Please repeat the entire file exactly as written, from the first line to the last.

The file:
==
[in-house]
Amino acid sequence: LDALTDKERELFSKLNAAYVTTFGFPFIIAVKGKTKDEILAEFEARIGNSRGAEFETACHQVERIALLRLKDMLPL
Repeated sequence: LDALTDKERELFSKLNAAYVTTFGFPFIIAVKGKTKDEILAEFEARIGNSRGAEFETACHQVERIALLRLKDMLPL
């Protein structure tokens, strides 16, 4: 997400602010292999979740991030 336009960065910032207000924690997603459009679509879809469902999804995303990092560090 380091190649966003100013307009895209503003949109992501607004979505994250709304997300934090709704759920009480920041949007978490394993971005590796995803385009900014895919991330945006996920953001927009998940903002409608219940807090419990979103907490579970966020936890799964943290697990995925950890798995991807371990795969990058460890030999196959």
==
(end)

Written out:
[in-house]
Amino acid sequence: LDALTDKERELFSKLNAAYVTTFGFPFIIAVKGKTKDEILAEFEARIGNSRGAEFETACHQVERIALLRLKDMLPL
Repeated sequence: LDALTDKERELFSKLNAAYVTTFGFPFIIAVKGKTKDEILAEFEARIGNSRGAEFETACHQVERIALLRLKDMLPL
């Protein structure tokens, strides 16, 4: 997400602010292999979740991030 336009960065910032207000924690997603459009679509879809469902999804995303990092560090 380091190649966003100013307009895209503003949109992501607004979505994250709304997300934090709704759920009480920041949007978490394993971005590796995803385009900014895919991330945006996920953001927009998940903002409608219940807090419990979103907490579970966020936890799964943290697990995925950890798995991807371990795969990058460890030999196959």